9. "Anyone who will help can be co-founder!"

In the early days of your business, you're trying to build a great team. I get that. But don't give up control of your company. Maintain at least 51% of the ownership and voting rights as you build your team, and make sure that the people you're giving other equity stakes to are truly the best fit for advancing your company.

10. "He would never sue me."

Assuming that, because someone is a friend or family member, you can work with them unofficially is setting yourself up for a lawsuit. Yes, they could sue you. Even without grounds. It's unsettling, but true.

11. "I switched to the dark side."

Even when said as a joke, a comment like this can be used against you in a lawsuit. When something is written in an email or blog, the context isn't always clear. You may actually be accused of being evil, even if the worst crime you've committed was telling a bad joke.

12. "Did you hear the one about the...?"

Although it should go without saying, not everyone thinks off-color jokes are funny. Sexist or racist jokes in particular should never be told in the workplace – or, frankly, anywhere else either.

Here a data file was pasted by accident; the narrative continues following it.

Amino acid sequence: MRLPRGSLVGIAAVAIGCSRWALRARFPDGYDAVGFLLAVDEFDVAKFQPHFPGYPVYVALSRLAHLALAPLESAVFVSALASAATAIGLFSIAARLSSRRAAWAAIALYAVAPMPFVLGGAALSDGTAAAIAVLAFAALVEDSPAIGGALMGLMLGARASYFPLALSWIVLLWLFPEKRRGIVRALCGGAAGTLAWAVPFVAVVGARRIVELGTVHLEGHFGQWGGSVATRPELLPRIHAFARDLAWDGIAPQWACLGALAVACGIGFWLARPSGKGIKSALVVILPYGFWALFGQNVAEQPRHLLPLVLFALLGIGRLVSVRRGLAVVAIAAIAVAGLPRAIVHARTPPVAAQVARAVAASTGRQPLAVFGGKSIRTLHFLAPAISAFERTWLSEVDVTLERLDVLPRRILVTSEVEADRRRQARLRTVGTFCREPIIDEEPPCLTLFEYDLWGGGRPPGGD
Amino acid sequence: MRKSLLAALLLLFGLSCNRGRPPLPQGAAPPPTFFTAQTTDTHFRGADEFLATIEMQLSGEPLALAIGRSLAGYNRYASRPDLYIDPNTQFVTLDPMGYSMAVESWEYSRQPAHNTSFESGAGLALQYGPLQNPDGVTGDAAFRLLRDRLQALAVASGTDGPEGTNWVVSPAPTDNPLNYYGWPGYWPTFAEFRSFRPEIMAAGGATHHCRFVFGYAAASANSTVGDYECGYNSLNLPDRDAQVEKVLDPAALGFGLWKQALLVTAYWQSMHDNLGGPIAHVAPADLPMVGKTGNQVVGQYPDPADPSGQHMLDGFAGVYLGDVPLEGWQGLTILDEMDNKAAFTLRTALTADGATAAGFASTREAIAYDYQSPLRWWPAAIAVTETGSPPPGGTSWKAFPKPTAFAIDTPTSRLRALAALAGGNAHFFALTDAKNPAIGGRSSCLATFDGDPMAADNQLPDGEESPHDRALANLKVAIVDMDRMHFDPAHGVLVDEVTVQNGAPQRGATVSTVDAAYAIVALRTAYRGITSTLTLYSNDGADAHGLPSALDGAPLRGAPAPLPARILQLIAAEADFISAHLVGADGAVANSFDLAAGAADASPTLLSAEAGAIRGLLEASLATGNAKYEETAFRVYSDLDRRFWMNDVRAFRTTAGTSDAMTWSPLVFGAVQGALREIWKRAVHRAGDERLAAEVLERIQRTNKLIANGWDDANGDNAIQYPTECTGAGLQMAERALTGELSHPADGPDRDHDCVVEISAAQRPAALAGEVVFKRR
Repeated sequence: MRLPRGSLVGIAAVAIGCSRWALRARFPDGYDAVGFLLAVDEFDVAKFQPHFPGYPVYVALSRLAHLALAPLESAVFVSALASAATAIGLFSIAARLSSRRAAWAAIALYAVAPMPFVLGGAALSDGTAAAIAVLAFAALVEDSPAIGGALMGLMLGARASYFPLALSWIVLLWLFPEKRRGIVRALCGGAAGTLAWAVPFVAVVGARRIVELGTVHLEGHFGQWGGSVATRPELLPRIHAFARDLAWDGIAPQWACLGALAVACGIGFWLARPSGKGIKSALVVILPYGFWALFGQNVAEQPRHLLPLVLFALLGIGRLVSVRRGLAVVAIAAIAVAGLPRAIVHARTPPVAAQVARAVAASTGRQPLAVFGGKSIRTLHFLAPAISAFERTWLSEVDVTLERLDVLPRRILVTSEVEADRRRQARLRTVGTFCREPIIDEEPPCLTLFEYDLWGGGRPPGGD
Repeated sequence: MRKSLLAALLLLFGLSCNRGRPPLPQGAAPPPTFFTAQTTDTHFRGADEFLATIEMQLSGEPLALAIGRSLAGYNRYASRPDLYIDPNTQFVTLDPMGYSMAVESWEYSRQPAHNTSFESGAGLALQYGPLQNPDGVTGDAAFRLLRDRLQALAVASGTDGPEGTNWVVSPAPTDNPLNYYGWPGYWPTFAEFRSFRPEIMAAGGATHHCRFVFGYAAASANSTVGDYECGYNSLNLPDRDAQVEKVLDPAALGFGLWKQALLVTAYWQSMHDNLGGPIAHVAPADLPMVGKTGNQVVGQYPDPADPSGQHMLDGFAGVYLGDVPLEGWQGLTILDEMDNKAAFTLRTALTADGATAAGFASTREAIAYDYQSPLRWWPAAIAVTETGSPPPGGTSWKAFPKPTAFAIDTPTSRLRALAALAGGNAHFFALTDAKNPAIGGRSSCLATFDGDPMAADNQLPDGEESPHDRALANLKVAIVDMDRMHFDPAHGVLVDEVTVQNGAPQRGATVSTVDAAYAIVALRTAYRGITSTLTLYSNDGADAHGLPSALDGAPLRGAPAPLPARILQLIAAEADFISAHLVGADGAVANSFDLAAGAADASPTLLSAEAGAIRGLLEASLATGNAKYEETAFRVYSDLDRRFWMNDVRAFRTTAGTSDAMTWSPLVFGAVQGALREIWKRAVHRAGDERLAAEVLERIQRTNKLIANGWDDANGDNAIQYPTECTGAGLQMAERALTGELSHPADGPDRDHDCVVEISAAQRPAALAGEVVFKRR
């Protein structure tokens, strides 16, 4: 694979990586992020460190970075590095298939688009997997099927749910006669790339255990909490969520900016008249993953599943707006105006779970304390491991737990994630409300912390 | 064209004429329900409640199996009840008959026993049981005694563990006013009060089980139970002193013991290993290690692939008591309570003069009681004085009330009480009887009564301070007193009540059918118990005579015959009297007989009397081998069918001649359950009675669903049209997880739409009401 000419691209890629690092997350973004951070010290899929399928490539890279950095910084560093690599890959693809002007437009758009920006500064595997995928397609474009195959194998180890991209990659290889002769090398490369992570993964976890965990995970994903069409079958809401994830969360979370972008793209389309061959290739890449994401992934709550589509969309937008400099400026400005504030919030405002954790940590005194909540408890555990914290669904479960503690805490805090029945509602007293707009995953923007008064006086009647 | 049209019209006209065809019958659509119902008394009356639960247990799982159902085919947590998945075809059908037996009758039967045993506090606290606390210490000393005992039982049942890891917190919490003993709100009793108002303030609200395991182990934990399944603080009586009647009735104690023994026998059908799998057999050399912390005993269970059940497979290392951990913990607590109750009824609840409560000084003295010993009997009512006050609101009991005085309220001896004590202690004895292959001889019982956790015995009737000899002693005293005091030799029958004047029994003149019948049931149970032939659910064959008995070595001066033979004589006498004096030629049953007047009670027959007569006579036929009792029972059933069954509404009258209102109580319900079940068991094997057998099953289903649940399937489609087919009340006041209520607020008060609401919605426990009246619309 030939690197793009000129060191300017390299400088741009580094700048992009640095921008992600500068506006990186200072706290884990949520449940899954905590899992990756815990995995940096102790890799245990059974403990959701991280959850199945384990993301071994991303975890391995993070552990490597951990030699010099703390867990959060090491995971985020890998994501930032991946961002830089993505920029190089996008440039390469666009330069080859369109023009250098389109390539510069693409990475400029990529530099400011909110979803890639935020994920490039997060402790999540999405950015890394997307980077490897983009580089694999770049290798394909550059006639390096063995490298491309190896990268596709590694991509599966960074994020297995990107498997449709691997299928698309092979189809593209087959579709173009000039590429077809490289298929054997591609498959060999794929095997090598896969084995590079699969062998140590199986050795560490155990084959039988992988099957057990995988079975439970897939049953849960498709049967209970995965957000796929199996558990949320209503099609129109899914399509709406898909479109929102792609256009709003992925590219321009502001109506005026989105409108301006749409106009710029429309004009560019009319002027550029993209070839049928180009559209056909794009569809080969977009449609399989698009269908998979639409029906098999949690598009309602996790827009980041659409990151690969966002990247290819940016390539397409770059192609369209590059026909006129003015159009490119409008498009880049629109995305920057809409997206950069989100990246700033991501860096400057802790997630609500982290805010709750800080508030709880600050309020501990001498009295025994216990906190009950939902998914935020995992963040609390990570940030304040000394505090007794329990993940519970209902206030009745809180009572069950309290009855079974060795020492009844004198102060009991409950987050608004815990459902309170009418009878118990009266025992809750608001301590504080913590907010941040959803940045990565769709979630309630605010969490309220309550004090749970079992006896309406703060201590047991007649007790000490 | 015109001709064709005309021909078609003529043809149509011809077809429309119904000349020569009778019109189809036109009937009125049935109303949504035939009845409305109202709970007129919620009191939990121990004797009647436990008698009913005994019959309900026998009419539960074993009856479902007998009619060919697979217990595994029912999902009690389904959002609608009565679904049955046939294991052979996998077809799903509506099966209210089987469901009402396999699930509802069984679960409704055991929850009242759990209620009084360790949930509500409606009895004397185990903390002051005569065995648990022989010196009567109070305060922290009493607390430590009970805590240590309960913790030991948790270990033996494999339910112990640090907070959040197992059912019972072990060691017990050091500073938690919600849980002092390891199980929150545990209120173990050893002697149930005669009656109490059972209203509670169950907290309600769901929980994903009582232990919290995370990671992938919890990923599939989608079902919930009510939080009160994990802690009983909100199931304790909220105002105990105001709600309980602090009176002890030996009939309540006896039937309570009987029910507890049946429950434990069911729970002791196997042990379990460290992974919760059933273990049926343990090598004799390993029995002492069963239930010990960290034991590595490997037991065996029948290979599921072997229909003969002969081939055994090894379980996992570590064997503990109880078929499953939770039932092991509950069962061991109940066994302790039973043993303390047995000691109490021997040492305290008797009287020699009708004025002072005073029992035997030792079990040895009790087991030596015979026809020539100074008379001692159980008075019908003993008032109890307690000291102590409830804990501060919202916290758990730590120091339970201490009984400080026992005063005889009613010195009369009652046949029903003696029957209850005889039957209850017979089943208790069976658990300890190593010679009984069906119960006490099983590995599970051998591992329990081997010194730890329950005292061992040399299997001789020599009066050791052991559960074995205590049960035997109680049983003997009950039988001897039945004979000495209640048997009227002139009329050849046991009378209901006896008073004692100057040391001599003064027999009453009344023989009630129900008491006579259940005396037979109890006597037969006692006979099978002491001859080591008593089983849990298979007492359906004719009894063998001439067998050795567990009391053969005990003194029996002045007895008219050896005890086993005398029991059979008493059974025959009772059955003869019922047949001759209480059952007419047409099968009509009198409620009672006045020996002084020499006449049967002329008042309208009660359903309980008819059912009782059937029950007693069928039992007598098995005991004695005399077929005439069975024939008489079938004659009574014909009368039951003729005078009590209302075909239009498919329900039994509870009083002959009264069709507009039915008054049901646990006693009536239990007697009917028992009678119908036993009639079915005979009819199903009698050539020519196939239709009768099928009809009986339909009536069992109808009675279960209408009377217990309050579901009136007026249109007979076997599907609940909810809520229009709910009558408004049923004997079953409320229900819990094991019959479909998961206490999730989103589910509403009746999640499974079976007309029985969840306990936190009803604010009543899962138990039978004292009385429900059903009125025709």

13. "We're right, and we'll never give in."

Lawsuits are laborious and expensive, and even if you "win" in the end you really lose in terms of money and time lost. Sometimes, you're better off just giving someone what they want, rather than having them sue you (as sad as it sounds).

14. "Written policies aren't a priority."

Maybe you don't like written policies. Maybe you think they're a waste of time or that they make you less nimble as a company. Do them anyway. The written expectations will help everyone in your organization to stay on the same page and protect you from future lawsuits.

15. "They won't care if we fudge this part..."

If you have a written contact with someone, follow it exactly as written. If you're looking for an adjustment, contact the other party and write the new agreement. Making changes without written consent is a great way to get sued.

16. "My advice is..."

Giving advice about sticky situations without having the appropriate qualifications can get you in a lot of trouble. As a general rule, it's far better to stay out of it and recommend that your friend or relative talk to a professional.

17. "I'll share this negative article with my friends."

Just sharing an article that paints someone in a negative light can put you at risk of being sued. This is especially true on today's internet, where so many things are deliberately inflammatory and poorly researched. Avoid sharing negative articles if possible.

18. "Merry Christmas!"